Installation Qualification

How To Validate an Autoclave: Installation Qualification (IQ)

Amit Gupta
Written by: Amit Gupta

MS Mechanical Engineering, Vice President of Engineering

There is an array of qualification tests that can be conducted to validate an autoclave. Many laboratories validate autoclaves by simply using biological indicators (BI’s). For some labs, however, a simple validation with BI’s is not enough and a more elaborate validation process must be followed.

These labs typically require installation, operation, and performance qualifications (IQ/OQ/PQ) to help comply with the current USA and International Standard for steam sterilization as set forth in ISO 17665. In this article, we will examine Installation Qualification and what it does for you.

What is Installation Qualification (IQ)?

Installation Qualification (IQ) provides documentary evidence that the equipment has been built and installed to specification, and that all supporting services (i.e., utilities such as electricity, water, and steam) are available and connected properly. The IQ process methodically documents all aspects of the installation, the machine components, and any testing equipment used to provide a complete, closed-loop assessment. In addition, IQ includes NIST traceable calibration verification of the unit’s critical components. More on this later.

Equipment Procurement

IQ begins before you issue the purchase order for the autoclave. Completing a successful IQ is the result of careful planning and there should be no surprises when the unit arrives at your facility. Naturally, what you ordered and what you receive should match.

IQ is typically carried out concurrently with installation or soon after installation at the user’s facility. The IQ is performed by following a specific IQ protocol tailored for each piece of equipment.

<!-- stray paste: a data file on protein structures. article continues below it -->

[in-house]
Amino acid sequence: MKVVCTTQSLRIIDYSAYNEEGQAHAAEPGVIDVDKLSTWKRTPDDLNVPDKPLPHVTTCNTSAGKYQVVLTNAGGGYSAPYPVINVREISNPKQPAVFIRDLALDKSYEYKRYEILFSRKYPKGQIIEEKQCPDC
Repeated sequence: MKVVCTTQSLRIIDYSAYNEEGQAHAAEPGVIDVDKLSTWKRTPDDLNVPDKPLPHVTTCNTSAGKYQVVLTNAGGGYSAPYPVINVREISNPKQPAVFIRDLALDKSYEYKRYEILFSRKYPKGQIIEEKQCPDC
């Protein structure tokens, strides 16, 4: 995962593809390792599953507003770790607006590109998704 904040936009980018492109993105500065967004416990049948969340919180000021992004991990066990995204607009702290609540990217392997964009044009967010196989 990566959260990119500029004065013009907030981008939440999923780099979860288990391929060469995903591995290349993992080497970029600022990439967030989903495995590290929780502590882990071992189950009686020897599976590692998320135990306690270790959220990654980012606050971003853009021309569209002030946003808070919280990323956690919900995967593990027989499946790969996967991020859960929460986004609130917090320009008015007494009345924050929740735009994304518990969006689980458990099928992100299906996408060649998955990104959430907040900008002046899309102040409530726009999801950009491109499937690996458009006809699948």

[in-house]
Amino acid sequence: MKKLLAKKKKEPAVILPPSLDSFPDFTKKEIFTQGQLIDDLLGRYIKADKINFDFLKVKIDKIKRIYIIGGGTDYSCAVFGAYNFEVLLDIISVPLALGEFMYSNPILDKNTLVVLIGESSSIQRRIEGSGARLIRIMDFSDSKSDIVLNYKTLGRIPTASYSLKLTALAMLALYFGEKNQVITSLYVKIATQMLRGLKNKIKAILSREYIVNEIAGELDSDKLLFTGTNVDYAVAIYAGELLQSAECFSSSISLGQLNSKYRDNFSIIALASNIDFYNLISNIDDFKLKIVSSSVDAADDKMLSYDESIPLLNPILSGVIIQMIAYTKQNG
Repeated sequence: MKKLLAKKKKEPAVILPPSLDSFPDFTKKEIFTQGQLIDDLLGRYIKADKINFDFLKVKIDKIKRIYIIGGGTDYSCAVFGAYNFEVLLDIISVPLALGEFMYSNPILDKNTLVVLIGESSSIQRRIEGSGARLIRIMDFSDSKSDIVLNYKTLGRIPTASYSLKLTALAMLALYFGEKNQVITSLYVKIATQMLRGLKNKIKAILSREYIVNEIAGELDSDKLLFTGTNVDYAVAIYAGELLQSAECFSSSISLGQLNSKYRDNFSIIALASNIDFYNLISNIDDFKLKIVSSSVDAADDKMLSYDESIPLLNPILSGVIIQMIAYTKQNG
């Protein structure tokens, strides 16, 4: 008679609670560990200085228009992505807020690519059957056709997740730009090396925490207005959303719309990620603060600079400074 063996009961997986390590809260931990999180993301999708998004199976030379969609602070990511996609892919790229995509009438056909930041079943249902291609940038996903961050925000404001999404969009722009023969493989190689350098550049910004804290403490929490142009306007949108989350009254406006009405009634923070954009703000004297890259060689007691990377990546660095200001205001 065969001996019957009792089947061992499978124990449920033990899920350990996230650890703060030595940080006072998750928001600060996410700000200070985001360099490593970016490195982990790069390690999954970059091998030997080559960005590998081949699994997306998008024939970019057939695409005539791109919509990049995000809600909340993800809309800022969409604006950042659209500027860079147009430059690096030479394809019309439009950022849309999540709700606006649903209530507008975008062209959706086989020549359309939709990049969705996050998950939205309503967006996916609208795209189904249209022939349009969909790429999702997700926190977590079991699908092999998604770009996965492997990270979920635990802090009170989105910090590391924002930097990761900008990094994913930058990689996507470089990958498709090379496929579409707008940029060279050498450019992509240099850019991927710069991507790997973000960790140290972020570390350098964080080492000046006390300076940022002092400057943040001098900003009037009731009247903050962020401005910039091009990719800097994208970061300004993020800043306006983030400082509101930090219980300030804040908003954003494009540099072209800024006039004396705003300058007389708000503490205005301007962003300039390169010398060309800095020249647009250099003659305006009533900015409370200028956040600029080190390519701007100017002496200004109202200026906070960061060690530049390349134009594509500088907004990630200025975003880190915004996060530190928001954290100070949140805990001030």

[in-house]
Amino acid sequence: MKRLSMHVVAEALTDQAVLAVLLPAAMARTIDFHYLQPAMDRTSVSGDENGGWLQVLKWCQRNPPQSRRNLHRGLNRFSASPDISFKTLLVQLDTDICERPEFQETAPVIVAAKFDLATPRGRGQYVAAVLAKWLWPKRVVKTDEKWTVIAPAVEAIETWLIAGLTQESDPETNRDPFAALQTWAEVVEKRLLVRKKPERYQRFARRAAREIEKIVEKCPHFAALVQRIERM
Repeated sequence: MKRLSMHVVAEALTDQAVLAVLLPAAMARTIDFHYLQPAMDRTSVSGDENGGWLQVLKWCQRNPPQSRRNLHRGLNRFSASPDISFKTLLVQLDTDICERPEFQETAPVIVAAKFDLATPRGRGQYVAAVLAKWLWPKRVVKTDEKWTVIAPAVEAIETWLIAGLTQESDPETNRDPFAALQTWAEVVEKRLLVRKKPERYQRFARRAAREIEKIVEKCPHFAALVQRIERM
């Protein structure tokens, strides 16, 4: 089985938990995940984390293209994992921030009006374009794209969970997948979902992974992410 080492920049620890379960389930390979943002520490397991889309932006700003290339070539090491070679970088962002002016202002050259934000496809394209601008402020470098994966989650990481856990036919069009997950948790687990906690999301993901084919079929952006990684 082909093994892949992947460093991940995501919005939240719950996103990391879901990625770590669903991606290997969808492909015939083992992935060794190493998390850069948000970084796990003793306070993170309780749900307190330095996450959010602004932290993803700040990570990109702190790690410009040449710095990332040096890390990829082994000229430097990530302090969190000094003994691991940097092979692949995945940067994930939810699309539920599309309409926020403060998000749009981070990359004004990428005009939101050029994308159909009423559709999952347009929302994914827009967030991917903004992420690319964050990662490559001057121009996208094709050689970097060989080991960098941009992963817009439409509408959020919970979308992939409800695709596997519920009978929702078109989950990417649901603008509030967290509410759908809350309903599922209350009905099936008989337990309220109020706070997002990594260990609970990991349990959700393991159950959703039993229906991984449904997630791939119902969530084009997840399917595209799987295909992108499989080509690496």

Equipment Installation

Installation has requirements that are unique to each machine, or at least should be treated that way. As part of IQ, these requirements must be verified. They include:


  • Electrical: voltages, current, fusing, correct number of phases, and three-phase configuration
  • Compressed air: pressure (static AND dynamic), flow
  • Water: pressure (static AND dynamic), flow, temperature(s), purity(ies), dissolved gas content
  • Steam: pressure, purity, pipe insulation, pipe size and peak flow rate
  • Drain: capacity, temperature tolerance

Installation Area

  • Dimensions: including space to allow service
  • Free-standing or through-wall mounting
  • Biosafety barrier
  • Seismic anchoring
  • Leveling: for sterilizer performance and to align with delivery cart for removable load carriages

An IQ should list the requirements and provide documentation of the presence and adequacy of each utility and feature listed above (if so furnished).


Documentation for the ongoing operation and maintenance shall be confirmed. These documents include:

  • Operator and service manuals
  • Electrical schematics
  • Piping and instrumentation diagrams (P&ID’s)
  • Purchased part documentation
  • A list of spare parts
  • Pressure vessel certifications (chamber and boiler)